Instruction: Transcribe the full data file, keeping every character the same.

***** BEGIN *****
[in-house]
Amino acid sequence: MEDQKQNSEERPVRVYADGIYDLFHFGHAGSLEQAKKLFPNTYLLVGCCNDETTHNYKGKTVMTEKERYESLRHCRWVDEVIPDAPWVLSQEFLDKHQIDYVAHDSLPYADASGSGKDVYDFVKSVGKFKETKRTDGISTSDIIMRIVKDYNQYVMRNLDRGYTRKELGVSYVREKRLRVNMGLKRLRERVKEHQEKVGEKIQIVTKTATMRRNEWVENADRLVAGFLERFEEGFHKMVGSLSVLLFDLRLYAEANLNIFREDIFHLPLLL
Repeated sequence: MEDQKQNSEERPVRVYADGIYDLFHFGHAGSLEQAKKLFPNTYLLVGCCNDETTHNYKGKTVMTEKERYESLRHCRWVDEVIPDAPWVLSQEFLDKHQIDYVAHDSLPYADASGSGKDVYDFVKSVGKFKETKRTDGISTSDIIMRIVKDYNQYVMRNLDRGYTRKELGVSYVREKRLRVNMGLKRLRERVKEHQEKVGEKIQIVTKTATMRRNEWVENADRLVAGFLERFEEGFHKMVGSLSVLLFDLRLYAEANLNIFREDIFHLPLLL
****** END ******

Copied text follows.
[in-house]
Amino acid sequence: MEDQKQNSEERPVRVYADGIYDLFHFGHAGSLEQAKKLFPNTYLLVGCCNDETTHNYKGKTVMTEKERYESLRHCRWVDEVIPDAPWVLSQEFLDKHQIDYVAHDSLPYADASGSGKDVYDFVKSVGKFKETKRTDGISTSDIIMRIVKDYNQYVMRNLDRGYTRKELGVSYVREKRLRVNMGLKRLRERVKEHQEKVGEKIQIVTKTATMRRNEWVENADRLVAGFLERFEEGFHKMVGSLSVLLFDLRLYAEANLNIFREDIFHLPLLL
Repeated sequence: MEDQKQNSEERPVRVYADGIYDLFHFGHAGSLEQAKKLFPNTYLLVGCCNDETTHNYKGKTVMTEKERYESLRHCRWVDEVIPDAPWVLSQEFLDKHQIDYVAHDSLPYADASGSGKDVYDFVKSVGKFKETKRTDGISTSDIIMRIVKDYNQYVMRNLDRGYTRKELGVSYVREKRLRVNMGLKRLRERVKEHQEKVGEKIQIVTKTATMRRNEWVENADRLVAGFLERFEEGFHKMVGSLSVLLFDLRLYAEANLNIFREDIFHLPLLL